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07 April 2017

King's staff awarded the 2017 BSCB Women in Cell Biology Early Career Award Medal

The Women in Cell Biology Early Career Medal was established in 2015 to mark the 50th anniversary of the founding of the British Society of Cell Biology. It is an annual honour awarded to an outstanding female cell biologist who has started her own research group in the UK within the last seven years.


For 2017, King’s own Dr Victoria Sanz-Moreno has been awarded for her work in cancer cell migration. Speaking of the win, Dr Victoria Sanz-Moreno is very pleased.

In a scientist’s life there are very few moments of awards, she laughed. I am very pleased with the medal, but it is a team effort so it goes to all of us for our five years of work.

Dr Sanz-Moreno is a group leader at the Randall Division of Cell and Molecular Biophysics. Her group investigates molecular mechanisms involved in the regulation of cancer cell migration and its connections to the transcriptional machinery. Victoria’s group has discovered how signalling pathways regulated by the cytoskeleton crosstalk with transcription factors to sustain cell migration during cancer metastatic dissemination.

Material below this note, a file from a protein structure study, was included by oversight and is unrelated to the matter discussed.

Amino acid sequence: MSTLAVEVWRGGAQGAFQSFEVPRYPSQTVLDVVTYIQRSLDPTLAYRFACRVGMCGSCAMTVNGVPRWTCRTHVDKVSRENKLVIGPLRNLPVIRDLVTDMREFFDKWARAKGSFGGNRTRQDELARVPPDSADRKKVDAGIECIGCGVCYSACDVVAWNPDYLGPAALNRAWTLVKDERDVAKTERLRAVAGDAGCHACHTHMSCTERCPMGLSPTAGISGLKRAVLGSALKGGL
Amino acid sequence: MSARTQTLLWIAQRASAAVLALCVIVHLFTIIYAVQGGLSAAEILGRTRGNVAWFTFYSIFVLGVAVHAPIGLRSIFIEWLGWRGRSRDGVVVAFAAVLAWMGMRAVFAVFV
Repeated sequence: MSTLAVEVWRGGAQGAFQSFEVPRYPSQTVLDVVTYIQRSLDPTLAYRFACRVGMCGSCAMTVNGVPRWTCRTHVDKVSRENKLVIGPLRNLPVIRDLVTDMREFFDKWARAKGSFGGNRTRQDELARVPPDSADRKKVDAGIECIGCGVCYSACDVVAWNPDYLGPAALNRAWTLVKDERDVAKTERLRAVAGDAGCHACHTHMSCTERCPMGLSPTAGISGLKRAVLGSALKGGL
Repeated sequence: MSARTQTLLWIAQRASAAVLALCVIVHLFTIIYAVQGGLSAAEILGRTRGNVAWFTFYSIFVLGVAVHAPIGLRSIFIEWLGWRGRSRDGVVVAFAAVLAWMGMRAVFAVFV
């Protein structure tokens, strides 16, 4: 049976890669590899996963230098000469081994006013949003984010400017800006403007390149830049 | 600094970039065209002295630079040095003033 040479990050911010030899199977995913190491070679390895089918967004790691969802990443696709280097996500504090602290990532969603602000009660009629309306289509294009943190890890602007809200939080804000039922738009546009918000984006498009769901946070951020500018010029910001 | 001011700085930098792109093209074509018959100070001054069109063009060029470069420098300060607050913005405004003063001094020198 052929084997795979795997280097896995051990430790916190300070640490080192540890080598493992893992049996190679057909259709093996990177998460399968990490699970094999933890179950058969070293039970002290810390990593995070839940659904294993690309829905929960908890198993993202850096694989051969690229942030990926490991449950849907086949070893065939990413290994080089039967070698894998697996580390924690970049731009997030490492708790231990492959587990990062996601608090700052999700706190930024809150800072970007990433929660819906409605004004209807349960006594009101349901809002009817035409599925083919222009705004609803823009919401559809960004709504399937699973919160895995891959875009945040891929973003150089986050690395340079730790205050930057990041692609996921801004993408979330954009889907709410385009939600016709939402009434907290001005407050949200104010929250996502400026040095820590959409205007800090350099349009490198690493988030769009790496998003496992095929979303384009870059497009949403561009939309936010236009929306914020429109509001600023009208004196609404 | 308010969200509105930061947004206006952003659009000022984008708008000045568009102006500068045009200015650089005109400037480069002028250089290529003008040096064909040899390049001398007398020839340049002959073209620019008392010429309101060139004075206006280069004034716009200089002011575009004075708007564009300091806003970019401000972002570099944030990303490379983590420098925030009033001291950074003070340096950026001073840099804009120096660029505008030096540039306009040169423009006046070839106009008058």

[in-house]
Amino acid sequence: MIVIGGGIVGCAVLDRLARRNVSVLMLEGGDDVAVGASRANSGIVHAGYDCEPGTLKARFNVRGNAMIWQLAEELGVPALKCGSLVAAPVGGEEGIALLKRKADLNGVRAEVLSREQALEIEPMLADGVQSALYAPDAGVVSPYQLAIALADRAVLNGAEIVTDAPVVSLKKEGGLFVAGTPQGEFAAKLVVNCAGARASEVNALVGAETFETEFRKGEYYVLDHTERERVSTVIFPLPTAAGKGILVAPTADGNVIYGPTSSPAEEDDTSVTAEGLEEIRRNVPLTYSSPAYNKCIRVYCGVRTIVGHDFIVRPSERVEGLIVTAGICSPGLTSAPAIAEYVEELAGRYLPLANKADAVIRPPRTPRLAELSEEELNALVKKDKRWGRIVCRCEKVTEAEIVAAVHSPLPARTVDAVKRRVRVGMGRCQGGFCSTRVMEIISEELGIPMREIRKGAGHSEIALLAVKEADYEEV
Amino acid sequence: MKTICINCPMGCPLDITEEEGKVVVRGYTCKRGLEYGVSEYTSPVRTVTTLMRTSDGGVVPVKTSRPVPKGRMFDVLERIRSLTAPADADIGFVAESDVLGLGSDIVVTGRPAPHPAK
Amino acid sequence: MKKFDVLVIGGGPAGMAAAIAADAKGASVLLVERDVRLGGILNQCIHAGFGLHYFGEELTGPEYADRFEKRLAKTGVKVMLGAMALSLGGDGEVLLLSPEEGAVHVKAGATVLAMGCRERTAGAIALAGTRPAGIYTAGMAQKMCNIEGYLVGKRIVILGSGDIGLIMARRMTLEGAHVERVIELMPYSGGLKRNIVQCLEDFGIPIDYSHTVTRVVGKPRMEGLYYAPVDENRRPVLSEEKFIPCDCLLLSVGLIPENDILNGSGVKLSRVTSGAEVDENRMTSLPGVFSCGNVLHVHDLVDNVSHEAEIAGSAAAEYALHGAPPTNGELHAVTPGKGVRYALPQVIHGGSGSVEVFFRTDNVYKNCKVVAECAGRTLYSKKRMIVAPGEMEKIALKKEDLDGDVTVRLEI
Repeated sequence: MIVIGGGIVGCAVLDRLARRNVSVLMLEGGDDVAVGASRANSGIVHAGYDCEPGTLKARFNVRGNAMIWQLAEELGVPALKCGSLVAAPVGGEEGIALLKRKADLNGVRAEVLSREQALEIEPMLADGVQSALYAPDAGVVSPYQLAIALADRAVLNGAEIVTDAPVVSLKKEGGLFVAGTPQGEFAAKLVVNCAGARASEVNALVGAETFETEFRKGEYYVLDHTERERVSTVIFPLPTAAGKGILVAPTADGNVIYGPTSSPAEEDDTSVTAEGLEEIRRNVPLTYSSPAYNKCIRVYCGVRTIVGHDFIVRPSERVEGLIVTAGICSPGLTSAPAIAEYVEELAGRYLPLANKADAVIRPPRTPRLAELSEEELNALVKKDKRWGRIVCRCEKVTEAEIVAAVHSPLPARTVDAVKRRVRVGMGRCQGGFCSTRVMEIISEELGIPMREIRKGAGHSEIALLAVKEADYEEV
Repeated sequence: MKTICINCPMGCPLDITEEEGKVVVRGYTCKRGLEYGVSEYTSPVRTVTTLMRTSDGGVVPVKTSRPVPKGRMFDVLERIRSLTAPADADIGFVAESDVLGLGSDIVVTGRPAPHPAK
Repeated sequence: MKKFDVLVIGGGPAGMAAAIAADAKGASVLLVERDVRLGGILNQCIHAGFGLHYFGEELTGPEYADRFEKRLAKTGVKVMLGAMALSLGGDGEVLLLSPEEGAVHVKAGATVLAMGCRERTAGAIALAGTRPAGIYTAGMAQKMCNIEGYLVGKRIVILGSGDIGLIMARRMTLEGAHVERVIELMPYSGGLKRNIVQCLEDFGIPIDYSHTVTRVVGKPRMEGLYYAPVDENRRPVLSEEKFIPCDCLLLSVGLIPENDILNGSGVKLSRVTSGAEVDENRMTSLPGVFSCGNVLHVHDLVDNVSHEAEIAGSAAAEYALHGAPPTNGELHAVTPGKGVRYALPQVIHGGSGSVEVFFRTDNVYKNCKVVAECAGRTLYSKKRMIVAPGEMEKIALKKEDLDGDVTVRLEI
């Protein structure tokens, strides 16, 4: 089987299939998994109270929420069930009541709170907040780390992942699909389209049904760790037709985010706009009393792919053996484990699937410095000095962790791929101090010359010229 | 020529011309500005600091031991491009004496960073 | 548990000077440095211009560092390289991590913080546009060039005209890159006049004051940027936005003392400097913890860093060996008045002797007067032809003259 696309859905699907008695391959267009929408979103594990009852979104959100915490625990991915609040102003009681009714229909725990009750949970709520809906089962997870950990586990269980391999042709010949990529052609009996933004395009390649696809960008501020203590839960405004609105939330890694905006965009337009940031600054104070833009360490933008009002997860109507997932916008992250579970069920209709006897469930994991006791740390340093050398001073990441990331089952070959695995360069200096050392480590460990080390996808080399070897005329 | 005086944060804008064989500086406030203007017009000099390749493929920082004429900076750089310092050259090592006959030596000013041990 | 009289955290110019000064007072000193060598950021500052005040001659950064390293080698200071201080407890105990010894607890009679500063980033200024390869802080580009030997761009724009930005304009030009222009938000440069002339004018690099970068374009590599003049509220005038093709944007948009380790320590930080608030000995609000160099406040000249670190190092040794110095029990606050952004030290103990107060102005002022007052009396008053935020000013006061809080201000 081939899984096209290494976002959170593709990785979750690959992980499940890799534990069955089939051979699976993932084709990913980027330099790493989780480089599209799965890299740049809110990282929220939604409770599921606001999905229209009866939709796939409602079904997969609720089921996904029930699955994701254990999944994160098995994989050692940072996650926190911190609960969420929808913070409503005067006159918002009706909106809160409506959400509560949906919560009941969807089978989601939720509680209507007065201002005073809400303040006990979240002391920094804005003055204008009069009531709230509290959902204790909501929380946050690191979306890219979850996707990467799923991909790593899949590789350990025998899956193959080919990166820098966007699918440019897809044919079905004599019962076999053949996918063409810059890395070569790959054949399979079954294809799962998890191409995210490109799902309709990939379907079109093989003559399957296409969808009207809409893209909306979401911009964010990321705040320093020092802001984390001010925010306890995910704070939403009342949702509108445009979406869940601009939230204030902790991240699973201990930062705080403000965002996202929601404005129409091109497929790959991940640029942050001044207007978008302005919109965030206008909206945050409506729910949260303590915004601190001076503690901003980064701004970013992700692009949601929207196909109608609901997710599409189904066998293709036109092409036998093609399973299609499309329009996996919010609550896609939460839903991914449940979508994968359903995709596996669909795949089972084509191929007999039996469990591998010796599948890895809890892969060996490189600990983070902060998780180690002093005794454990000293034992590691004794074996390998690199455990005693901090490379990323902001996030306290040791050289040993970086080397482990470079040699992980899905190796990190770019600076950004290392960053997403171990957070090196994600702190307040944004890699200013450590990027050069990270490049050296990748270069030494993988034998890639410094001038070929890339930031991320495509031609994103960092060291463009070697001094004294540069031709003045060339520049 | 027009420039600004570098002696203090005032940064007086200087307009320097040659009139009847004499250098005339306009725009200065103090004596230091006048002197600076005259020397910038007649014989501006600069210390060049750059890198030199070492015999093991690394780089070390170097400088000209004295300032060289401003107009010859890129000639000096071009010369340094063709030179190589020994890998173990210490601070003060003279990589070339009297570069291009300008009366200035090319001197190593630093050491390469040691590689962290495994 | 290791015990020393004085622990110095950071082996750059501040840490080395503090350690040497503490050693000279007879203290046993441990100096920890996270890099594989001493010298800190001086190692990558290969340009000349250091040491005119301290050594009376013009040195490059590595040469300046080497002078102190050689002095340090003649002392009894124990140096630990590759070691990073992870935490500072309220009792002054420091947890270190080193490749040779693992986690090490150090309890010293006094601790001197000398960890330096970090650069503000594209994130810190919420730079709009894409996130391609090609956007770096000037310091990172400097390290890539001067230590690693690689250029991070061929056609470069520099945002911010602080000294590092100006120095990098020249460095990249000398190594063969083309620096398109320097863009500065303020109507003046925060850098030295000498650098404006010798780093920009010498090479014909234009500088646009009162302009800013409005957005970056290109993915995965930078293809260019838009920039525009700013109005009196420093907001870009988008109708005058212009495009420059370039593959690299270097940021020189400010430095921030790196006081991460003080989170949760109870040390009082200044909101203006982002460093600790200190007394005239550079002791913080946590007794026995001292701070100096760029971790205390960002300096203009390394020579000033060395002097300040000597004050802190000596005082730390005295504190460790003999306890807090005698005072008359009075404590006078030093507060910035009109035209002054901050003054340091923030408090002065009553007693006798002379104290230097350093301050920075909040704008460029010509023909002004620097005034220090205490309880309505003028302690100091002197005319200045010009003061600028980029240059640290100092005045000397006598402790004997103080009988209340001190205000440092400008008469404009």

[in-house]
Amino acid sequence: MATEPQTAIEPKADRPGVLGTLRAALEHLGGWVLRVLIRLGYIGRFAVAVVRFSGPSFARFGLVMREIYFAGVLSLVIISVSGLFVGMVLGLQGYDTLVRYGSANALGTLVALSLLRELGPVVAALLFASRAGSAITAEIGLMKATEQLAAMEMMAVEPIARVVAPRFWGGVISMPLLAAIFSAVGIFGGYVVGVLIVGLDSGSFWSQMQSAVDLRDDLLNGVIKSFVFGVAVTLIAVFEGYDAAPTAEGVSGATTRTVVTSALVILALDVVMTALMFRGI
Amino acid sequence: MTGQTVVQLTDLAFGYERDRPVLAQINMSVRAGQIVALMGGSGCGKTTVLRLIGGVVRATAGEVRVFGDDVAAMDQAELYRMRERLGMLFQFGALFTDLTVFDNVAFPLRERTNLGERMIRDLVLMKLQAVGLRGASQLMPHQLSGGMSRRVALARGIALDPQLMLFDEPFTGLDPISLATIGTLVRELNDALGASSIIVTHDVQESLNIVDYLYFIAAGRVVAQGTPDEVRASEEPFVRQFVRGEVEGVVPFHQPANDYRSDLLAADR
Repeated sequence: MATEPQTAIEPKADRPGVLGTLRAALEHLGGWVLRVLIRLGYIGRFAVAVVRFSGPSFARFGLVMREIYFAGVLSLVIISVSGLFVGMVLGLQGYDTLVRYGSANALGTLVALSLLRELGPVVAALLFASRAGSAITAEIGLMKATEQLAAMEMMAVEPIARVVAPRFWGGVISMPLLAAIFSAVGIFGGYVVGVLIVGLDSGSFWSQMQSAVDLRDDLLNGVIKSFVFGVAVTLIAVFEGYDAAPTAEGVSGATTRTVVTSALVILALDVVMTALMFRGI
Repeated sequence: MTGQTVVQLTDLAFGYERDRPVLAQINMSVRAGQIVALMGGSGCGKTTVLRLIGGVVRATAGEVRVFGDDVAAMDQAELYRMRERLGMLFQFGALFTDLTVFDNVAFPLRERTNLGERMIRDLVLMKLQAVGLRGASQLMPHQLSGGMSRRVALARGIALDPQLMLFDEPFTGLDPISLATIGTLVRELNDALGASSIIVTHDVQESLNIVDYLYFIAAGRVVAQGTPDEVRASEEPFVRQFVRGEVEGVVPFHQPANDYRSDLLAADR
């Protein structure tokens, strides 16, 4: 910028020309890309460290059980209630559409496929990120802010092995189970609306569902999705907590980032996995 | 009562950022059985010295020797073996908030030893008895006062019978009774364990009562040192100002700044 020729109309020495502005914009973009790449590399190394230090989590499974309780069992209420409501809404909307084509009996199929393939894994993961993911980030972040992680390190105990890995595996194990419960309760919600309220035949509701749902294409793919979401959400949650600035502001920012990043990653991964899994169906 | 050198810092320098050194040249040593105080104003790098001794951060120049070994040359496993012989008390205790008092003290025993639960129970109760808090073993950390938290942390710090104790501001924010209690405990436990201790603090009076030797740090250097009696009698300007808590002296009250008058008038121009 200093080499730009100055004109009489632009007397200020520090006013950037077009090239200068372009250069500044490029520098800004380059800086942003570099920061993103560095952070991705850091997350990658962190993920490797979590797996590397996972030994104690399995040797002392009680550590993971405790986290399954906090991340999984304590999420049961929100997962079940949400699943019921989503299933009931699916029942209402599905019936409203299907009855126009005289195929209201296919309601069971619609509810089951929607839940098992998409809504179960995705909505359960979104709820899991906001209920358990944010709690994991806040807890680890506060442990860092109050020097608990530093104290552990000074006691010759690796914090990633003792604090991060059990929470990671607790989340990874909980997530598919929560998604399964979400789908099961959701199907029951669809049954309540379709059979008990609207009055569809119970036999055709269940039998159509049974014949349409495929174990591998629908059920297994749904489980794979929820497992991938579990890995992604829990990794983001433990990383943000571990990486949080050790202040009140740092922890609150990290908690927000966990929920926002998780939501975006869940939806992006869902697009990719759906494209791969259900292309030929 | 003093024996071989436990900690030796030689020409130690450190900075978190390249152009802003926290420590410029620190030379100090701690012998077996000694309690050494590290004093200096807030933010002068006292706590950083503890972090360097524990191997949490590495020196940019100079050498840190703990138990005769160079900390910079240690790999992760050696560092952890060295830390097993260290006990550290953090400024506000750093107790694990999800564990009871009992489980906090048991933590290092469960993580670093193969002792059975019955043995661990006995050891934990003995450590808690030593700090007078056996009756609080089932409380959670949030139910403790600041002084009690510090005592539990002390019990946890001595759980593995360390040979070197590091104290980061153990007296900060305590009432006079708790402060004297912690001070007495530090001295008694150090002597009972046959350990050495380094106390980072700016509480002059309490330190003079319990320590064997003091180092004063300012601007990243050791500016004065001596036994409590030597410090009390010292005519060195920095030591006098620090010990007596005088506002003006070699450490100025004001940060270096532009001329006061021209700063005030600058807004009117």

We’re all very pleased, it is difficult but you see the results and it is worth it.

Metastasis, or the spread of cancer cells around the body, is the cause of death for 90% cancer patients. A better understanding on how cancer cells spread is crucial to develop new therapies to target metastasis.

This medal recognizes how our work has shed light into why metastatic cells are so efficient at sustaining their migratory and invasive nature. We have found that the same molecular machinery that regulates the cytoskeleton and allows migration also controls the function of several key proteins—or transcription factors—that maintain high levels of genes that help cell migration.

In other words, the cytoskeleton perpetuates its own function. This is very important, as we need to develop strategies to stop the cytoskeleton hijacking these key proteins, the transcription factors.

Before joining King’s Victoria focused on studying signalling pathways regulating cancer cell proliferation in Spain during her PhD. She did her postdoctoral training at the Institute of Cancer Research (London), where she was supported by a Cancer Research UK and Marie Curie Intra European Fellowships. For her postdoctoral work, she received the European Association for Cancer Research 40th Anniversary Research Award. As an independent researcher, Victoria was awarded a Cancer Research UK Career Development Fellowship.

Dr Sanz-Moreno will be presented with her medal at the British Society of Cell Biology / BritishSociety for Developmental Biology Annual Spring Meeting in April 2017.

We congratulate Dr Sanz-Moreno on all her hard work and on being awarded the Women in Cell Biology Early Career Medal.